Solar Groups Urge Swift Action To ‘Enact The Will Of Florida’s Voters’


As the 2017 Florida legislative session begins this week, clean energy advocates and solar businesses are urging state lawmakers to swiftly implement Amendment 4, the solar tax abatement proposal that passed during Florida’s August primary election with 73% support. The amendment cleared the way for lawmakers to pass legislation that would allow commercial and industrial solar projects to cash in on tax abatement rules already benefiting residential solar projects in the state.

According to the Southern Alliance for Clean Energy, an Amendment 4 implementation bill, S.B.90, was introduced in December by State Sen. Jeff Brandes and has already passed two committees. The next steps for S.B.90 are hearings in the senate finance and tax subcommittee, the appropriations committee and then a vote before the full senate. A companion bill in the Florida House of Representatives is still pending and expected to be filed by state Rep. Ray Rodrigues soon, the group adds.

“Given that the Florida legislature unanimously passed this measure last session and placed it on the ballot, we are optimistic that S.B.90 will be quickly and cleanly implemented to enact the will of Florida’s voters,” says Susan Glickman, Florida director for the Southern Alliance for Clean Energy. “We will be on the lookout for any attempts to add provisions that might hinder solar development. Our goal is to ensure continued progress and the growth of Florida’s solar market.”

Patrick Altier, president of the Florida Solar Energy Industries Association, adds, “Voters across the political spectrum have demonstrated their strong support. It’s time for the Sunshine State to allow low-cost solar and provide energy from a homegrown renewable fuel source to keep down energy costs.”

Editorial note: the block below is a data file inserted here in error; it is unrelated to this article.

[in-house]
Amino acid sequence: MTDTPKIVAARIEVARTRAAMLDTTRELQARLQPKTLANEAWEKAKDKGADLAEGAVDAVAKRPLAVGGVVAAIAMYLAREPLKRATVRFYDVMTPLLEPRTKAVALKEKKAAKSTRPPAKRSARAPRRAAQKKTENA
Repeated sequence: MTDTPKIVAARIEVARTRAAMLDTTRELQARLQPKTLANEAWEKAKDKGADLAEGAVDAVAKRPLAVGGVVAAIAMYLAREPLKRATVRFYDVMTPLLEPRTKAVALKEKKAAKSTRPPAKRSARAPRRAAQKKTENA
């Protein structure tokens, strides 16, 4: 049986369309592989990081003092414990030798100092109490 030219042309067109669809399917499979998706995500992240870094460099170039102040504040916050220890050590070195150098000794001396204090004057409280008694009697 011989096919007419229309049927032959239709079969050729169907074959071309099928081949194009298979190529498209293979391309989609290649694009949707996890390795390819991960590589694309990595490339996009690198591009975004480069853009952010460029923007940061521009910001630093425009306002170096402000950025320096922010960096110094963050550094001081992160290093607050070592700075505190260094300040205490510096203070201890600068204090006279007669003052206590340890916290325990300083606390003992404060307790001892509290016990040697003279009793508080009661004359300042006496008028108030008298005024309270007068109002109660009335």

Florida voters showed their support for solar not once, but twice, last year: After passing the Amendment 4 ballot initiative in August, voters also rejected Amendment 1, a utility-backed proposal, in November.

Although Florida’s fledgling distributed solar market has been slow to take off, a number of major solar installers, including SolarCity and Vivint Solar, entered the Sunshine State last year.

In fact, Vivint Solar recently expanded its footprint into Orlando, Fla., after initially focusing on the Tampa Bay area. The company says it currently has approximately 50 employees in its Orlando and Tampa offices and expects to employ another 20 to 30 employees in the next six months.

“Florida offers tremendous potential for solar power, and we want to help Orlando residents take advantage,” says David Bywater, CEO of Vivint Solar. “With rooftop solar, Floridians in Tampa Bay and now Orlando will be able to enjoy clean solar power, increase their energy independence, and make a positive impact on the environment.”



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